An Attorney Repping Recall Advocates Once Worked with the Judge Who Ruled in Their Favor

The judge who granted the Gavin Newsom recall campaign extra time to collect signatures didn’t disclose that he used to work alongside the recall campaign’s counsel

Bradley Benbrook, the attorney who last fall won a crucial recall case before Sacramento County Superior Court Judge James P. Arguelles, had been a law firm partner with Arguelles before the decision came down. Now, at least one opponent of the effort to oust Governor Gavin Newsom is crying foul.

As the Los Angeles Times reports, Arguelles and Benbrook were both lawyers at Stevens, O’Connell & Jacobs—and were co-counsel on at least two cases—before Benbrook successfully argued on behalf of lead recall advocate Orrin Heatlie and the California Patriot Coalition that they needed more time to gather petition signatures due to pandemic complications. On November 17, Arguelles agreed, granting them an additional five months to mount their anti-Newsom campaign.

If Arguelles hadn’t given his former co-worker’s clients that extension, the recall effort would have failed. According to a Times source, then-Secretary of State Alex Padilla and the attorneys working under him to represent California were unaware of the relationship between the judge and their opposing counsel when the case was tried.

Sacramento retiree Howard Herships believes it was a conflict of interest and filed a complaint against Arguelles last month with the state’s Commission on Judicial Performance, which investigates allegations of judicial misconduct.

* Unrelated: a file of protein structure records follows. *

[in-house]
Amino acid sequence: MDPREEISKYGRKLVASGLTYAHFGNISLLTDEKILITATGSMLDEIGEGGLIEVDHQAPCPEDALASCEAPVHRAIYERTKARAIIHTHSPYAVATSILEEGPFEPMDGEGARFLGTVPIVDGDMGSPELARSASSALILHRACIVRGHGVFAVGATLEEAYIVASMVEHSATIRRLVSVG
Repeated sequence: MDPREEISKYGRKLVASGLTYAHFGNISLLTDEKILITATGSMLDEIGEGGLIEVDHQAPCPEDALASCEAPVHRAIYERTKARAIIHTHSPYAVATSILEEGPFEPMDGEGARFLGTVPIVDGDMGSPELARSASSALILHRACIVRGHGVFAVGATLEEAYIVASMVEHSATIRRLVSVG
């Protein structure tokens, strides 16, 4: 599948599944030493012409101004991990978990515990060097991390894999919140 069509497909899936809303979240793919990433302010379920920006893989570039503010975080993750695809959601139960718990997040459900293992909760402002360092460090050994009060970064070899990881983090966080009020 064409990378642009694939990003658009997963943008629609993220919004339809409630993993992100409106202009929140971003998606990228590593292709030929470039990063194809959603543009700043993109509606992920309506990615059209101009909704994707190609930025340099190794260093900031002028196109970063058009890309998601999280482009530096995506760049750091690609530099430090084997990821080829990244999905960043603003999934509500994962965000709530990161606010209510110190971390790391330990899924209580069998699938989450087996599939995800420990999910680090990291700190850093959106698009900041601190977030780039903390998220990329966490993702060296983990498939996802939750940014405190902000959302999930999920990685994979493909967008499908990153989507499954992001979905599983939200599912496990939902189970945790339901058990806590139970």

Legal experts believe that Arguelles—who was appointed to the bench by Republican Governor Arnold Schwarzenegger and nominated to a federal judgeship by Donald Trump before he lost the presidency—at the very least committed a major snafu in failing to disclose his relationship with the recall litigator.

Scott Cummings, a UCLA School of Law ethics professor, tells the Times that even though Arguelles’s lack of transparency “may not be an ethical violation,” Arguelles should have recused himself “to avoid even the appearance of impropriety.”

His failure to do so, Cummings said, could end up being the “basis for reopening and overturning the case.”

Another factor that could raise eyebrows is that a different judge had been assigned to the recall hearing until Benbrook filed a notice that his onetime ally had presided over two similar cases and argued that Arguelles should decide his as well.

Sacramento County Superior Court spokeswoman Kim Pedersen told the Times that neither court officials nor Arguelles could comment because they haven’t seen the allegations in the “supposed complaint.”

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